Effect of diet-ingested pirfenidone on pulmonary function, cardiovasculature and blood gas measurements in rats
Pirfenidone is an antifibrotic drug that we have shown attenuates the increase in collagen buildup in hamsters exposed to bleomycin, in turn reducing pulmonary function and blood gas decrements seen in this model of interstitial pulmonary fibrosis. The systemic effects of pirfenidone ingestion, however, are unknown. We examined the effect of diet-ingested pirfenidone on pulmonary function, systemic and pulmonary cardiovasculature and blood gas measurements, breathing pattern and lung hydroxyproline content in rats fed either a control diet or a diet containing 0.5% pirfenidone. Residual volume was higher and expiratory reserve volume lower in the pirfenidone group, with no change in functional residual capacity. Tidal volume was also lower in the pirfenidone group, with no change in the overall level of ventilation. There was a trend toward a reduced hydroxyproline content and an increased lung compliance in the pirfenidone group. There were no differences in systemic or pulmonary pressures, cardiac output, stroke volume, heart rate, pH or blood gases between the two groups. These data indicate that pirfenidone has few systemic side-effects but may have a mild effect on the basal level of lung collagen content with resulting clinical changes in some pulmonary function measurements and changes in breathing pattern.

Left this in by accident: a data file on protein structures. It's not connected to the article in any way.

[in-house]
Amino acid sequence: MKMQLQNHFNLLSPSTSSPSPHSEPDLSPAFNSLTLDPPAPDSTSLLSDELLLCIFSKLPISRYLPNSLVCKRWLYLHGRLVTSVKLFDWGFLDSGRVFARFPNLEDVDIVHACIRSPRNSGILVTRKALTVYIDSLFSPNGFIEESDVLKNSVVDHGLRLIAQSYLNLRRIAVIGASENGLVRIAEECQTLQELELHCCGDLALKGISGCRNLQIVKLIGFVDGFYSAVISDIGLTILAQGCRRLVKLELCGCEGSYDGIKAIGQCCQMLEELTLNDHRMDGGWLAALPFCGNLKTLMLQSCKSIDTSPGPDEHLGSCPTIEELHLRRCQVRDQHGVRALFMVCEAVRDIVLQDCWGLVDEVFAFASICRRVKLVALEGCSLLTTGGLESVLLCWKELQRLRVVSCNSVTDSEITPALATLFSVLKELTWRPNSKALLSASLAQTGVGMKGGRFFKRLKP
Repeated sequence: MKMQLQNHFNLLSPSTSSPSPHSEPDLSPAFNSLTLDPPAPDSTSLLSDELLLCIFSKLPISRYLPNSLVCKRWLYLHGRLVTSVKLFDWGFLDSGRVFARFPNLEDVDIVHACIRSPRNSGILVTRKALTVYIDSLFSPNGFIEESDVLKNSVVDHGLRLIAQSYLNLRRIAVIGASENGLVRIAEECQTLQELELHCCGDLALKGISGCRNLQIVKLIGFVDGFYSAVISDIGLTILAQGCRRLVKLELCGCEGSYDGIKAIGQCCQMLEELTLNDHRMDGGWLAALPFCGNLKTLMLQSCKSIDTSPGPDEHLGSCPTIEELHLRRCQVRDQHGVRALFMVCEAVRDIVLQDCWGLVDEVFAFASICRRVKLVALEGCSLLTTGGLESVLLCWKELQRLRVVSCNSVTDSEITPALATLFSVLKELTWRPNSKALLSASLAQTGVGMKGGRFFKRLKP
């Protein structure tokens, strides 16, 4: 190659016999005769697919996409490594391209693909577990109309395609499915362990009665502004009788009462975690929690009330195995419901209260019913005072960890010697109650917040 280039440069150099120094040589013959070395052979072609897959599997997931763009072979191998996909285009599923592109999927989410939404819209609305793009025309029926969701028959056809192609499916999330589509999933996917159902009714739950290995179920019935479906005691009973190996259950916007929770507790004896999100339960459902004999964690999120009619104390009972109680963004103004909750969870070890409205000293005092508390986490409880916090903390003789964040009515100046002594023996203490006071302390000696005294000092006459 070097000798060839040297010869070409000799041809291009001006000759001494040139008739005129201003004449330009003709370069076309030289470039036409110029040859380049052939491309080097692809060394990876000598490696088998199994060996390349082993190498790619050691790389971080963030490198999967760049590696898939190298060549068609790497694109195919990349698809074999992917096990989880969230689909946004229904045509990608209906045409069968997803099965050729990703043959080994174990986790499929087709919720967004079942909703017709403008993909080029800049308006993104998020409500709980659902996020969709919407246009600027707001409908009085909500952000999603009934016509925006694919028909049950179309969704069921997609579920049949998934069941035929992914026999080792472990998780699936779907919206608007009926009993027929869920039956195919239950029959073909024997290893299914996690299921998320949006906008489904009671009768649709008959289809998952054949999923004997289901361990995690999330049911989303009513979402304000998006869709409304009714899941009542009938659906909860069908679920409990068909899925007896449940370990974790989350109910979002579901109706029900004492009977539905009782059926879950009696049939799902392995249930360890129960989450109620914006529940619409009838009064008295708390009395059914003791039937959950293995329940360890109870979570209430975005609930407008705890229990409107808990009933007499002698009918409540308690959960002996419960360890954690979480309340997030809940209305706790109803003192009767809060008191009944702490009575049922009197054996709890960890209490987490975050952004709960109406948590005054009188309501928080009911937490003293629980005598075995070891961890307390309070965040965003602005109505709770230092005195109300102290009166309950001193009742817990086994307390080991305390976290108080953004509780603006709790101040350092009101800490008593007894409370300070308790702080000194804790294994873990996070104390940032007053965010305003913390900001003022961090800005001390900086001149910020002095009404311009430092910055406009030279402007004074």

Research Communications in Molecular Pathology and Pharmacology
Mansoor, Jim K.; Chen, Andrew T.; Schelegle, Ed S.; and Giri, Shri, "Effect of diet-ingested pirfenidone on pulmonary function, cardiovasculature and blood gas measurements in rats" (1999). All Faculty Scholarship. 62.